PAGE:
Use a wide aperture. A wider aperture lets in more light, which is essential for low-light photography.
Increase your ISO. A higher ISO setting makes your camera more sensitive to light, but it can also introduce noise. Start with a low ISO and increase it as needed.
Use a slow shutter speed. A slower shutter speed allows more light to hit the sensor, but it also makes your camera more susceptible to camera shake. Use a tripod or keep your camera steady.
Focus manually. In low light, autofocus may have difficulty finding the subject. Try focusing manually to ensure that your subject is in focus.
Use reflectors or fill light. Reflectors can bounce light back onto your subject, while fill light can add additional light to the scene.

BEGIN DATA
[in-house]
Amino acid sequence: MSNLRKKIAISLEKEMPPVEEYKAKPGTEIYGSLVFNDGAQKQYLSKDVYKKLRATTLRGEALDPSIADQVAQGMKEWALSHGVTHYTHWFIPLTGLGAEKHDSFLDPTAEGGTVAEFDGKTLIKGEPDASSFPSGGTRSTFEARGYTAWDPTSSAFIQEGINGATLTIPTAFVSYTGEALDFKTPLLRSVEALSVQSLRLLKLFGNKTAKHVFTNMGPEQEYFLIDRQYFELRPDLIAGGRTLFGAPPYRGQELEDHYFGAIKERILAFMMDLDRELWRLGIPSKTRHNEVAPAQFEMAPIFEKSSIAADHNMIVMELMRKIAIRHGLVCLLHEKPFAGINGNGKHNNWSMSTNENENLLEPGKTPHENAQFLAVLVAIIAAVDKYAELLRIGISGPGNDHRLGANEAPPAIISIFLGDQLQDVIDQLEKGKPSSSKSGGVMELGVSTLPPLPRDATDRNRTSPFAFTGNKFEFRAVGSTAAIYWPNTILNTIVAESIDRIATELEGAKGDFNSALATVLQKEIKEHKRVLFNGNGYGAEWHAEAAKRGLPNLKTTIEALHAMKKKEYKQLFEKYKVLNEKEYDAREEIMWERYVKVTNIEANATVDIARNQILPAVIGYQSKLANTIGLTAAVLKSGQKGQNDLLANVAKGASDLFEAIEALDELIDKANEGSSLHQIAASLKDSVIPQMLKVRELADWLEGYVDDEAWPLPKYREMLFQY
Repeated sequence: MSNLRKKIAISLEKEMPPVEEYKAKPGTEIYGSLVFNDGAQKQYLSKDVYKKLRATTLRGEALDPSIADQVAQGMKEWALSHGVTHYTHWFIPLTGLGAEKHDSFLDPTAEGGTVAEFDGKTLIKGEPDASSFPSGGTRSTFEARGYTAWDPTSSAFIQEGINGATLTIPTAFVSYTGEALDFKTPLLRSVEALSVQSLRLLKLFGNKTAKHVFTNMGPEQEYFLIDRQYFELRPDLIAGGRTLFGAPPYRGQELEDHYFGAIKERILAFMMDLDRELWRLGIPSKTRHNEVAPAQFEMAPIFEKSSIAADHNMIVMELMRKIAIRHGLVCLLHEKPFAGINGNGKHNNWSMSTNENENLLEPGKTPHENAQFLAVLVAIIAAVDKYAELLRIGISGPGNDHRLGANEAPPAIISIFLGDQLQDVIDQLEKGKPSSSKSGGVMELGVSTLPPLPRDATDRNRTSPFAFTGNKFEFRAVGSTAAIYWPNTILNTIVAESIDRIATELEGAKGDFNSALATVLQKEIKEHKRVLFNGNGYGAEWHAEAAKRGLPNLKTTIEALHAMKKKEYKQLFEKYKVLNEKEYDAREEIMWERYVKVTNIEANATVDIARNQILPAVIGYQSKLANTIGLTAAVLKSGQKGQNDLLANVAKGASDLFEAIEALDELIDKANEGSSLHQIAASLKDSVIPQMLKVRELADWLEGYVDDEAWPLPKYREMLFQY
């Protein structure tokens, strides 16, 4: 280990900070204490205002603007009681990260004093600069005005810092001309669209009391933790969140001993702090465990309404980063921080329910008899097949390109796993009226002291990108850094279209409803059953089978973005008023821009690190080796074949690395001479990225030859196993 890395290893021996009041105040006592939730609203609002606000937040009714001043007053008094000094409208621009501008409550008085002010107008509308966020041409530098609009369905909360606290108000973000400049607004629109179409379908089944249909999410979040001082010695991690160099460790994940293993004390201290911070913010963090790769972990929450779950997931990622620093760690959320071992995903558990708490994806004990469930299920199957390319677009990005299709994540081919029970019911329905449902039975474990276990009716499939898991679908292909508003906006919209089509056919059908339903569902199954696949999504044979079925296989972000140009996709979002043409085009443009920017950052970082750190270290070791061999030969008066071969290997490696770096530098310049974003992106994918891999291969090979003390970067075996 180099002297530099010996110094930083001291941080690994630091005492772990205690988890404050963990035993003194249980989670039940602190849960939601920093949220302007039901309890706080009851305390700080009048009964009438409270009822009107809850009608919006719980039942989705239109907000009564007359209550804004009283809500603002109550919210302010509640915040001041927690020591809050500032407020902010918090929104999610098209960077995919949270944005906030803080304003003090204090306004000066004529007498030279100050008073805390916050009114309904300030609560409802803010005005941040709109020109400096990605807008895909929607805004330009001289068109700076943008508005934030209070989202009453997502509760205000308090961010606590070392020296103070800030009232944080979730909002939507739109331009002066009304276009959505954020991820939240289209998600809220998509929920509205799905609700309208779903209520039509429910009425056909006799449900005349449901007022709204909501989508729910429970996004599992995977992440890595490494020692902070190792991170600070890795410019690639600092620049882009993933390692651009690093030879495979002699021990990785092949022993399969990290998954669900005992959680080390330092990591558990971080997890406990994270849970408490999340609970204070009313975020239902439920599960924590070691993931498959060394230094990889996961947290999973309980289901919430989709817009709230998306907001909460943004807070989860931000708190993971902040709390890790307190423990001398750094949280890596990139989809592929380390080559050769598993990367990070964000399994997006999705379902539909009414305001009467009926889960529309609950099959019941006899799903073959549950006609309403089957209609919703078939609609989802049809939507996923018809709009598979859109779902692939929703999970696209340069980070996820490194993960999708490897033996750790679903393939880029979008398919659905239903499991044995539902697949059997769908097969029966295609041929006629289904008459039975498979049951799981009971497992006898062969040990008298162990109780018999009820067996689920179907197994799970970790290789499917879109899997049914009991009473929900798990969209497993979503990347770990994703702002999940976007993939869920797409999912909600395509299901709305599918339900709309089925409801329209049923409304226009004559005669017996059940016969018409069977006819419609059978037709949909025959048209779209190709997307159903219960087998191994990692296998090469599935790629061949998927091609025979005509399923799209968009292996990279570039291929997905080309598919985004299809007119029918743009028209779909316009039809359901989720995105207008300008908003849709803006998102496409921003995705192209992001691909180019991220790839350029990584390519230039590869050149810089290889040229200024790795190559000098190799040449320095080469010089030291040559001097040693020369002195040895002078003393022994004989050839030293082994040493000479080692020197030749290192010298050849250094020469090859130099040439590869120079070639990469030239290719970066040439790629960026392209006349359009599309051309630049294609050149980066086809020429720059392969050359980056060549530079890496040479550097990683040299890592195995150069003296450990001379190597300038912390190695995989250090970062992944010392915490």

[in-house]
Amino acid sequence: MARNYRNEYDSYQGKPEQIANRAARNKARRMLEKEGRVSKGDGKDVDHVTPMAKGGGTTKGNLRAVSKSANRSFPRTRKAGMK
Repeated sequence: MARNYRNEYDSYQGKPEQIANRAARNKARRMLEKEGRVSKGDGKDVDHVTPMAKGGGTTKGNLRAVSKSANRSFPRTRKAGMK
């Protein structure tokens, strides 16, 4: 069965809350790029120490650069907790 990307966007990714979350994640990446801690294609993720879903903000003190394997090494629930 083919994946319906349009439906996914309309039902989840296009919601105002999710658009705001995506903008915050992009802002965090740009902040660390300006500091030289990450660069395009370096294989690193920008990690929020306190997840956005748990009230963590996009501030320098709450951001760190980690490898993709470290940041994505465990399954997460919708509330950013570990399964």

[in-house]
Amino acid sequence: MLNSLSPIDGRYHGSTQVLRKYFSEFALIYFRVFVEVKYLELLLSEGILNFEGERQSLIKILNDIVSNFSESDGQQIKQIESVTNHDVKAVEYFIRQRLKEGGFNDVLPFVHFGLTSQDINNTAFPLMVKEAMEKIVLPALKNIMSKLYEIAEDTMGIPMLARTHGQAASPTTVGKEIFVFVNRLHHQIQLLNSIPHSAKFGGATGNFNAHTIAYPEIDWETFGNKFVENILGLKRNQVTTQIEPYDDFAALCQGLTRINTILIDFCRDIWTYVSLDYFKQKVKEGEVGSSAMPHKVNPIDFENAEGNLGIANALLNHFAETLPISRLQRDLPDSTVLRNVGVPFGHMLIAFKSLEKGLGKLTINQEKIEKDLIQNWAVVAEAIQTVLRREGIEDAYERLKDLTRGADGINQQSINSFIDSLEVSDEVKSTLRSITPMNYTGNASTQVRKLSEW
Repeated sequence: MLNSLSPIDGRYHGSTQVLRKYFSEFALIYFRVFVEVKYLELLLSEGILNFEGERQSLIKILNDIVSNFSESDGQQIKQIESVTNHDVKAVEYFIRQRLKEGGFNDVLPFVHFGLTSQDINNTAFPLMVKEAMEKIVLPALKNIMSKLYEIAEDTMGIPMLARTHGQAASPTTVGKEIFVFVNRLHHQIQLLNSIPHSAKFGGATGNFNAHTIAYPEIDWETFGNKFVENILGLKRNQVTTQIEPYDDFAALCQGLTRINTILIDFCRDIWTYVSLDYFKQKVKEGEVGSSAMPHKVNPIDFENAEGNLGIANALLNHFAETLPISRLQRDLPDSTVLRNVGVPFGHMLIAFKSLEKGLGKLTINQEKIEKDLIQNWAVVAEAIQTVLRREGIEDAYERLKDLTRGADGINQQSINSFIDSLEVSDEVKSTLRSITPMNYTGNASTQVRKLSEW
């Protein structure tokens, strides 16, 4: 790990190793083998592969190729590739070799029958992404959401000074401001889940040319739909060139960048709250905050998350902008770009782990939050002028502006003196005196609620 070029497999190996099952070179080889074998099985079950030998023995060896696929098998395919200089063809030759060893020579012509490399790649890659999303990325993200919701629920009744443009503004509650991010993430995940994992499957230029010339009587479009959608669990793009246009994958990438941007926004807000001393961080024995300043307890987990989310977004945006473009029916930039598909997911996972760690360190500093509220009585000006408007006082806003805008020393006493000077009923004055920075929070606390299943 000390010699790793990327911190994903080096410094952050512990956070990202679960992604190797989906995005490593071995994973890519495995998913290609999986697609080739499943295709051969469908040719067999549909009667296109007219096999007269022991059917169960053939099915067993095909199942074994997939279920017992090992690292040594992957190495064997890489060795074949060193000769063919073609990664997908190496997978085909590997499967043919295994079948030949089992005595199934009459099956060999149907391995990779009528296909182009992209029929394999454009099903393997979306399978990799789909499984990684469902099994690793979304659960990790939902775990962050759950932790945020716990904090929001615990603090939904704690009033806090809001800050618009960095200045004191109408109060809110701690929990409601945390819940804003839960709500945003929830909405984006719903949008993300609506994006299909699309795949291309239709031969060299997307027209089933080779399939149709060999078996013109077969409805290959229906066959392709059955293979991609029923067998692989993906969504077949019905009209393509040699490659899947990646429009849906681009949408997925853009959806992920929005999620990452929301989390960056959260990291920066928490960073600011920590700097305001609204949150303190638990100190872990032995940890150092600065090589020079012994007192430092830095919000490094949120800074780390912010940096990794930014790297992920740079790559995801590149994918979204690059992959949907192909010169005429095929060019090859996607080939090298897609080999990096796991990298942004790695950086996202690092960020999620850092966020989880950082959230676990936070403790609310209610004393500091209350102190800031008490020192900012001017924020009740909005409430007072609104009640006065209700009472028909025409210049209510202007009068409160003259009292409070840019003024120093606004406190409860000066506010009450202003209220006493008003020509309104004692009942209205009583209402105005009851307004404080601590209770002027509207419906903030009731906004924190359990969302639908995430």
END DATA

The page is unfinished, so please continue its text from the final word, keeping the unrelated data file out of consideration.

Compose carefully. Choose a simple composition with plenty of negative space. This will help to reduce noise and make your subject stand out.
Shoot in RAW. Shooting in RAW format gives you more flexibility when editing your photos in post-processing. You can adjust the white balance, exposure, and other settings to improve your images.
Experiment. There are no hard and fast rules for low-light photography. Experiment with different settings and techniques to find what works best for you.
Use a fast lens. A fast lens has a wide aperture, which lets in more light.
Avoid using flash unless necessary. Flash can create harsh shadows and highlights.